Page last updated at 00:06 GMT, Tuesday, 11 November 2008

Face-to-face with DR Congo rebel chief

By Mark Doyle
BBC world affairs correspondent

Laurent Nkunda in North Kivu, 10 November 2008
Laurent Nkunda claims to be protecting his Tutsi community from attacks

High above sea level, nestling on the stunningly beautiful Massisi Plateau of eastern Congo, lies the village of Kilolirwe.

The dirt roads leading the way, lined with eucalyptus trees, are cut out of black volcanic earth.

It is a place of soaring hills and verdant green pastureland, often covered in mountain mists.

It is also just a few kilometres from the headquarters of one of the country's most feared rebel leaders, General Laurent Nkunda, whose recent military offensive in the region has displaced a quarter of a million people.

I reached Kilolirwe by crossing the front line between government troops and rebels, which in this area lies just outside the town of Sake, 25km (15 miles) west of Goma.

Here, the government forces have a checkpoint just 2km away from the first rebel position.

A small detachment of Indian soldiers from the United Nations peacekeeping force is between them.

We had requested an interview with the general.

Clad in smart military uniform and surrounded by a clutch of heavily-armed rebel soldiers, Gen Nkunda claimed he would overthrow the government in the capital Kinshasa if Congolese President Joseph Kabila refused power-sharing talks.

It is a demand that President Kabila has already rejected, saying that talking to the rebel leader would be "unconstitutional".

I asked General Nkunda if he was seriously suggesting that he would take over the whole of Congo.

Peering through his thin-rimed spectacles, the tall ethnic Tutsi general stared at me for a moment and bluntly replied: "Of course."

What right did a rebel leader have, I asked, to demand anything from the elected government of Congo?

People queue for aid at the Kibati refugee camp outside Goma, Democratic Republic of Congo (09/11/2008)
CNDP: Gen Nkunda's Tutsi rebels - 6,000 fighters
FDLR: Rwandan Hutus - 6-7,000
Mai Mai: pro-government militia - 3,500
Monuc: UN peacekeepers - 800 (17,000 nationwide)
DRC army - 50,000 (nationwide)
Source: UN, military experts

"I am a rebel, but the way to resolve the problem is to negotiate," he replied.

The "problem", in Gen Nkunda's eyes, has several strands.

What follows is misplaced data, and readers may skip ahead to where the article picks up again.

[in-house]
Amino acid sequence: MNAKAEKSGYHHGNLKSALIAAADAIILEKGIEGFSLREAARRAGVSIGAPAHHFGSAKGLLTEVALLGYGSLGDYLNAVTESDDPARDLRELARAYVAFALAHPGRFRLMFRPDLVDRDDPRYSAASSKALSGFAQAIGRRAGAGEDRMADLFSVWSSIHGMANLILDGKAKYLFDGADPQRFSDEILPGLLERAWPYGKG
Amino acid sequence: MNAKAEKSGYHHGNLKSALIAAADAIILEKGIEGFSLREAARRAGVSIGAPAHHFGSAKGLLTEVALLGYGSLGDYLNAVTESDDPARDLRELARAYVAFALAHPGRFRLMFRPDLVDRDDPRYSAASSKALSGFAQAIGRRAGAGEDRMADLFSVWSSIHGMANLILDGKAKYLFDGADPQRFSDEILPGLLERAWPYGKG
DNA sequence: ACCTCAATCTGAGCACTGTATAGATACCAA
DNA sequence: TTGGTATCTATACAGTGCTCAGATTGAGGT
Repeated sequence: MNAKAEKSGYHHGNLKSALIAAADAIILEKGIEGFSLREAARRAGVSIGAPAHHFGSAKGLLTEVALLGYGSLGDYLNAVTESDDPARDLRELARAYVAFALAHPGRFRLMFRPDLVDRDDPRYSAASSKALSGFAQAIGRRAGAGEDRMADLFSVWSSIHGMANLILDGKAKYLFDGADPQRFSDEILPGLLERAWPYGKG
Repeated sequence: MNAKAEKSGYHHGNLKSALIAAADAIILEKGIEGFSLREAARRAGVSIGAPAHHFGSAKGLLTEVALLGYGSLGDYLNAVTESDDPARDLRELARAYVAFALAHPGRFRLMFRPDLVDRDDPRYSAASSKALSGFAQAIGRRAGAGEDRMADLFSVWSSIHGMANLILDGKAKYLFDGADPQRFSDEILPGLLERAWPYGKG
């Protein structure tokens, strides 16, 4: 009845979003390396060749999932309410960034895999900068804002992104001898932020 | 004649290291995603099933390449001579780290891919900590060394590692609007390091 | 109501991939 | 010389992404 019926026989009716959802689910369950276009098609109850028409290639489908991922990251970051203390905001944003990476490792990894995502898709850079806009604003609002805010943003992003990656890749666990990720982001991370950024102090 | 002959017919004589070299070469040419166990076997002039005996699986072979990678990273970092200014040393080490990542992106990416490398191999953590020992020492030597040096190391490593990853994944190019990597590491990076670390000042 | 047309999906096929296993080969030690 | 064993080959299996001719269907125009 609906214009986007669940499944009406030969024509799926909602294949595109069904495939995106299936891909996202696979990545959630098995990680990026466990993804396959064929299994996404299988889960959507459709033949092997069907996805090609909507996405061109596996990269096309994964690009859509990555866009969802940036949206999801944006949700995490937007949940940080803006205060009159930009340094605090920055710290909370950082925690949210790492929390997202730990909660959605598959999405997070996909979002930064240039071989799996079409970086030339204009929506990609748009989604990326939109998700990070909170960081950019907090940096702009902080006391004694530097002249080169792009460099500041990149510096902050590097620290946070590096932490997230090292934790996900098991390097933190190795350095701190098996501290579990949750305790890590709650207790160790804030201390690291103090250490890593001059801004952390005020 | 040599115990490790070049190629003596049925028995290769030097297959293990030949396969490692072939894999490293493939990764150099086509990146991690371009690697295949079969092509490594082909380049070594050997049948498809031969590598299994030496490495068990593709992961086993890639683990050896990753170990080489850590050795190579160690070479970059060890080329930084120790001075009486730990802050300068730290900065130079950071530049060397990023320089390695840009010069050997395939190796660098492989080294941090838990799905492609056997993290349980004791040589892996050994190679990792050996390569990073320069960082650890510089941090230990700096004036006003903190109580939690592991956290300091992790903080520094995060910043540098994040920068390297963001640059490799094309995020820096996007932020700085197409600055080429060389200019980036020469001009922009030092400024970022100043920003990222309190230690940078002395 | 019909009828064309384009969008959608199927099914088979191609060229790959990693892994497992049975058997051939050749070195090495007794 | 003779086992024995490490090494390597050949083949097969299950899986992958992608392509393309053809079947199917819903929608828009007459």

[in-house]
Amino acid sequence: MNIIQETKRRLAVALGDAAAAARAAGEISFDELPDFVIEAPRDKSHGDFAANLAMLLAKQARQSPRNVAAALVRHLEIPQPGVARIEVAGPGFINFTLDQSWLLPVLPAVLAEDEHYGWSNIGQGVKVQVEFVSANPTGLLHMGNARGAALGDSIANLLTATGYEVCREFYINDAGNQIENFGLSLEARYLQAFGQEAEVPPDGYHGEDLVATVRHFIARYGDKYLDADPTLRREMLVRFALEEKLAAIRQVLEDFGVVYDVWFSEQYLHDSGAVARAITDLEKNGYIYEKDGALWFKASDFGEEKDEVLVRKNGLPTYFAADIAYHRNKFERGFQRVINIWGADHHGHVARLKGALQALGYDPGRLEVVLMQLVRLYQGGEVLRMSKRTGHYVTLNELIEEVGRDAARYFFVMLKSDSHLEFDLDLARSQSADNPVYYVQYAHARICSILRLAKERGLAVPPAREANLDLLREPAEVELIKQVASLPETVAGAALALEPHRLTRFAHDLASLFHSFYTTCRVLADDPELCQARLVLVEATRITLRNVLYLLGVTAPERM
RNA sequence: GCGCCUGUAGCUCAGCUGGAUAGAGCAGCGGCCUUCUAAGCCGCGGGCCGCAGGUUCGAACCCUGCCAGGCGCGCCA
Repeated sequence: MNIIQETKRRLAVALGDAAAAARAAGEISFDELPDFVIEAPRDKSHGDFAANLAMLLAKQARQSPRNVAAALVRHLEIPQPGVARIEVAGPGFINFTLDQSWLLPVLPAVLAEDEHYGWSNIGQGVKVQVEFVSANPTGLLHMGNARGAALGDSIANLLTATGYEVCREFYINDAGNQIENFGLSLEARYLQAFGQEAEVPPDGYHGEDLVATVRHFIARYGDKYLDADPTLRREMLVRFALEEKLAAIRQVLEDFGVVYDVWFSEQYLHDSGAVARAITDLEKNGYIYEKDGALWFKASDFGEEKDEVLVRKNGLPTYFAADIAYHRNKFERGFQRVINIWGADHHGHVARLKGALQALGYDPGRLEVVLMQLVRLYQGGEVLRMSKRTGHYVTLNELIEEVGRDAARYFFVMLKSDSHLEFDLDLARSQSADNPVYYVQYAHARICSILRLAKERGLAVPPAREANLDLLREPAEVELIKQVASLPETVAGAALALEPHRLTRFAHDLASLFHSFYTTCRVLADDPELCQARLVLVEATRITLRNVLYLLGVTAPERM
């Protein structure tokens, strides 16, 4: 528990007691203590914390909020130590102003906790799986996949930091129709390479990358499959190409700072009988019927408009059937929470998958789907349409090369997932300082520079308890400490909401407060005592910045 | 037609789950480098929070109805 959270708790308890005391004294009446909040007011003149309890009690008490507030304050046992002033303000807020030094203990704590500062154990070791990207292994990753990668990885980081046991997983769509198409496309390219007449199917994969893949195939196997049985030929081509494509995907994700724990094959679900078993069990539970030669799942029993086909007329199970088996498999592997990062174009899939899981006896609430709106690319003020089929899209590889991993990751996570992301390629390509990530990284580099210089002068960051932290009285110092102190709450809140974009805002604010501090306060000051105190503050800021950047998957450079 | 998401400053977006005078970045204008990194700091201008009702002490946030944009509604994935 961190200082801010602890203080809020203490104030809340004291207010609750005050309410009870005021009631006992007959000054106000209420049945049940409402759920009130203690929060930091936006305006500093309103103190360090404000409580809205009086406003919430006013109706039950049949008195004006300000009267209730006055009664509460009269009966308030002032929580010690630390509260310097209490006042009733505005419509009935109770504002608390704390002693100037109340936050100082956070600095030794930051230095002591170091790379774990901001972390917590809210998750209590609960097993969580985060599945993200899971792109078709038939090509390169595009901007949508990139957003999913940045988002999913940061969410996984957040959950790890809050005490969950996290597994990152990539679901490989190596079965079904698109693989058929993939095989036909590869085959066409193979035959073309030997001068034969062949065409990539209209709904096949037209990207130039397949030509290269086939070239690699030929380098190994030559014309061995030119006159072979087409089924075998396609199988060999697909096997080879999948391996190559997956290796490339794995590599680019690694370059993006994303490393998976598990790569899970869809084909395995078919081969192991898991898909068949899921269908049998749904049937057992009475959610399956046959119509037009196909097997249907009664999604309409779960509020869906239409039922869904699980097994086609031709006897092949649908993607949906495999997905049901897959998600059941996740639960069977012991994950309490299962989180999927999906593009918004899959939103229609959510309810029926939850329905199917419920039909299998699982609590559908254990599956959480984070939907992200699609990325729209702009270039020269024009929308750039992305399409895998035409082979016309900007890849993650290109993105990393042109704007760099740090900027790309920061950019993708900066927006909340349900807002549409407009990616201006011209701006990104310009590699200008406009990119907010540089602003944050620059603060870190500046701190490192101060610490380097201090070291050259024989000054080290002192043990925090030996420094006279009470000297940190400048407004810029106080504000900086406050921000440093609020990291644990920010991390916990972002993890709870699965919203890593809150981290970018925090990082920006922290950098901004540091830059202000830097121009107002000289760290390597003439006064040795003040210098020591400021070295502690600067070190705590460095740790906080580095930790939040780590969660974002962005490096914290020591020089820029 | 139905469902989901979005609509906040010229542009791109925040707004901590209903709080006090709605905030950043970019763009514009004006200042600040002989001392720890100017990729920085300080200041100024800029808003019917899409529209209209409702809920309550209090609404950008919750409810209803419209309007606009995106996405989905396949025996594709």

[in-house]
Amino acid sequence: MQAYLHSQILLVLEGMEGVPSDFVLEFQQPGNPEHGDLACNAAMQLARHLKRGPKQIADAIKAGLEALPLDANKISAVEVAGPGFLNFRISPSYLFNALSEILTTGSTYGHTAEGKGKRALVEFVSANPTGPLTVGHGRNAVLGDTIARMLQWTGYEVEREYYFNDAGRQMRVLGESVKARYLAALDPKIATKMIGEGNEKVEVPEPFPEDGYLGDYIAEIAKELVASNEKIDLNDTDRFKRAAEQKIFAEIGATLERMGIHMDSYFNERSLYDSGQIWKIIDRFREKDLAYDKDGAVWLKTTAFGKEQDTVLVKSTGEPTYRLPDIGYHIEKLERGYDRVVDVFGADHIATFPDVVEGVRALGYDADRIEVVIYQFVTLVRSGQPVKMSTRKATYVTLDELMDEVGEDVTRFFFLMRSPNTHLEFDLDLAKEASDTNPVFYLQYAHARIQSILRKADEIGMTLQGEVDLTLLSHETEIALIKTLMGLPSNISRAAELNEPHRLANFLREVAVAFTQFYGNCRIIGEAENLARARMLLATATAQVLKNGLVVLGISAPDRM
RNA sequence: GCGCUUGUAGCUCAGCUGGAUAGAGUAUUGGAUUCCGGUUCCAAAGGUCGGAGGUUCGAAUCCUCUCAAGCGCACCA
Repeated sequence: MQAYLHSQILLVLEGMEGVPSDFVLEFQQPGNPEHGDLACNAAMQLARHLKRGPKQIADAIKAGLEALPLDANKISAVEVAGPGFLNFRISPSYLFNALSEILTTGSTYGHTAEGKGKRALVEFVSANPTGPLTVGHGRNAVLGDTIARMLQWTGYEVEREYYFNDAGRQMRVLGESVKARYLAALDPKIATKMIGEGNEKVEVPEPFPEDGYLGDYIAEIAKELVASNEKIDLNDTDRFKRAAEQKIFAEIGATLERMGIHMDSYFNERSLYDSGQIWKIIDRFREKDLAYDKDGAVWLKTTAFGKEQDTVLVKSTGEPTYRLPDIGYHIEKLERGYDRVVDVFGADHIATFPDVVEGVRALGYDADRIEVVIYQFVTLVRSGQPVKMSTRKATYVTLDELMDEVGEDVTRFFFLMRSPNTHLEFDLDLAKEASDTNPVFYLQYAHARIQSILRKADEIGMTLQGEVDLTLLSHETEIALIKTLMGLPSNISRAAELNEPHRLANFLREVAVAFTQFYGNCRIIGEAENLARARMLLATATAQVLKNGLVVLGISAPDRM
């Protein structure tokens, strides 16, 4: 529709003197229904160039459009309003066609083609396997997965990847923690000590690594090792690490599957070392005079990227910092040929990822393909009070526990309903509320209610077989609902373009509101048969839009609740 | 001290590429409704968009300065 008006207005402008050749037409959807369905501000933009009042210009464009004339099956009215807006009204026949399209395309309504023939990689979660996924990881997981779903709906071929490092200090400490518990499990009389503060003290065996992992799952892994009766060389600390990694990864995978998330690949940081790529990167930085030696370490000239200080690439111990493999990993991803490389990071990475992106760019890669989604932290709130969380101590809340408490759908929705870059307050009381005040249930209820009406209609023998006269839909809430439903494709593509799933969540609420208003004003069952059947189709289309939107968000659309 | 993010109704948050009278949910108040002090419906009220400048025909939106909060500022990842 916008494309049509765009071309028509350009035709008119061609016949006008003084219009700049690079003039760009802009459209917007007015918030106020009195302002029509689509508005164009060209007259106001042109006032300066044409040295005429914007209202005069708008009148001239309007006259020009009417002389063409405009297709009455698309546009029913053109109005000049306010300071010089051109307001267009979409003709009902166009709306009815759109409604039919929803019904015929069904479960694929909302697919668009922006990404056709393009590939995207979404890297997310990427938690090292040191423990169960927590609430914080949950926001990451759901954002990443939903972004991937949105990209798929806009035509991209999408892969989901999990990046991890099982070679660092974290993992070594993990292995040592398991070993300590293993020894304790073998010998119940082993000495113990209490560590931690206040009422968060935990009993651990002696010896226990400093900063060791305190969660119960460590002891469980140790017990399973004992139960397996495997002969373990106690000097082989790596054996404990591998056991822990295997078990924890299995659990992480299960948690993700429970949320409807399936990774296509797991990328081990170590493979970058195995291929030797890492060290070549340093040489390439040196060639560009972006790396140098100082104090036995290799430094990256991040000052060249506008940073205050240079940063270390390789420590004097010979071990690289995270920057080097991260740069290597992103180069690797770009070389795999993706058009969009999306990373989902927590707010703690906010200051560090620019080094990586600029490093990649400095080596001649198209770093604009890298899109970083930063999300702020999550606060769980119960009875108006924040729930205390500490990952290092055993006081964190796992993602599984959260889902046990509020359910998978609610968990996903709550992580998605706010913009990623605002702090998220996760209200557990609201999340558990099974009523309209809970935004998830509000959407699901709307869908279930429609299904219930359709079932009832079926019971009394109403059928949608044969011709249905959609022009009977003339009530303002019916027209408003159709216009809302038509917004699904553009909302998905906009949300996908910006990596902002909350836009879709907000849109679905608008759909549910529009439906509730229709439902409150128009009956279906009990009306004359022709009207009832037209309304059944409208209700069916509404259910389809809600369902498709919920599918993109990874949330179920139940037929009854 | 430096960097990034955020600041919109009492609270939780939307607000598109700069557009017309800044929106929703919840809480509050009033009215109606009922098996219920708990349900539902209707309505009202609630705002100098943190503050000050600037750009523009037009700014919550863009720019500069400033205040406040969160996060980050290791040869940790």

A key strand is what he perceives as the poor treatment DR Congo's ethnic Tutsis have suffered over the years; he says that defending Tutsis is the reason he took up arms.

In his view the presence in DR Congo of ethnic Hutu militias alleged to have been involved in the 1994 genocide of Tutsis across the border in neighbouring Rwanda is, today, a real threat to Congolese Tutsis.

The links between the Tutsi cousins on both sides of the border between Congo and Rwanda have often led to accusations - by DR Congo and some western governments - that Rwanda backs the rebels.

Kigali and Gen Nkunda routinely deny the charges - and the general duly obliged again when I asked him the question.

"I cannot be a tool of Rwanda," he said. "I am Congolese and proud of it."

Gen Nkunda's threat against Kinshasa is a typically ambitious one from a man who has rejected normal politics and gone for a military option.

The threat may remain just a threat, for now, aimed at raising the stakes ahead of any possible talks.

Congolese government troops - 7 November picture
Any new attempt at foreign intervention could be very risky

But it certainly comes at an extremely tense time, when other African countries are threatening to intervene militarily on the side of the Congolese government.

During the 1990s at least half a dozen African states had armies in Congo backing their favoured local warlords.

That provoked a regional war which contributed to the deaths of five million people over 10 years - from fighting, famine, displacement and neglect.

Any new attempt at foreign intervention in the current conflict would be extremely risky.

Map of eastern DR Congo

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